Next I installed a Jabsco strum box and mounted an electronic Water Witch bilge switch onto the side of the strum box and wired it back to the original panel man-off-auto bilge switch, I also added a small green 12v LED to the panel switch that is lit anytime by switch is live in the auto position. This enables me to to just eyeball the switch and see that it's in the auto position and has power to the Water Witch bilge switch.

Using the Water Witch and strum box got my bilge switch nice and low into the bilge and and strum box fits snugly between the keel bolts in my bilge with the outlet facing upwards to the bilge hose if you cut of the 3 horizontal mounting tabs. I'll try and get some pictures of the bilge install soon.

View attachment 24357View attachment 24358


Here is a picture of my bilge setup. Water witch is screwed to the side of the strum box and high level bilge alarm switch screwed to the TAFG.

Speaking of hoses my manual bilge hose snapped off where it exits the TAFG into the bilge, that's now on my list to replace in the coming weeks.

IMG_2350.jpg
 

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EGregerson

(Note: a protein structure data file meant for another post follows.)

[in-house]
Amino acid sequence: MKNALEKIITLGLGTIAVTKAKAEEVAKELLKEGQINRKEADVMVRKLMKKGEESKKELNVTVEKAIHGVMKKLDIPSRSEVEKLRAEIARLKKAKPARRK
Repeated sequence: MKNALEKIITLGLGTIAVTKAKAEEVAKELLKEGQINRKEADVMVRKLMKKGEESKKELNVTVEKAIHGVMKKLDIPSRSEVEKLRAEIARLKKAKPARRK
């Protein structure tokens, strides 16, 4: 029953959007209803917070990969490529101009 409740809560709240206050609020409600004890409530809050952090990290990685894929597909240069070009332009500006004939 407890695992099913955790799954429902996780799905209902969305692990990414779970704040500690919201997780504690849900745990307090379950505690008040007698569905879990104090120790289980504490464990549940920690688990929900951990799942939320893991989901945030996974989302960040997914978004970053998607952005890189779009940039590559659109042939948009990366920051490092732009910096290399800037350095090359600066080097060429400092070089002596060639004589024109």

Member III
E34 Water leak

one source not mentioned so far (i theenk) of water intrusion is the anchor locker; there is a drain hose from the locker to a drain hole in the bow (viewable in the v berth thru the little door under the anchor locker); leaking or broken, the water ends up in the bilge.
 

jtsai

Member I
I noticed copiously amount of water sitting at bottom of anchor well when motoring at hull speed but drains out at idle. Is this normal due to hydrostatic pressure pushing water upward through anchor locker drain tube?

Second question, if the anchor locker drain tube is compromised, should the leak be visible under v berth water tank (which I have one) or flows under the liner to the bilge.

Jeff T
1990 32-3, Ardea
New Bern, NC
 

Loren Beach

O34 - Portland, OR
Senior Moderator
Blogs Author
I noticed copiously amount of water sitting at bottom of anchor well when motoring at hull speed but drains out at idle. Is this normal due to hydrostatic pressure pushing water upward through anchor locker drain tube?

Second question, if the anchor locker drain tube is compromised, should the leak be visible under v berth water tank (which I have one) or flows under the liner to the bilge.

Jeff T
1990 32-3, Ardea
New Bern, NC
I watched a friend reattach the drain hose to the glassed-in copper tube on his 32-3. On that model this is best reached with the anchor well tub removed, and he had removed it to reseal the whole top lip area. It was really difficult, IIRC, to get the hose clamped into place and set the tub in at the same time.
I hope someone else here has an answer.
(He finally put a quantity of sealant around the hose and pushed the tub and hose downward together, I sort of recall.)

Also, the hose exit tube is closer to the waterline on that model than it is on our model, so you are indeed seeing some water pushed in from the bow wave would be my guess.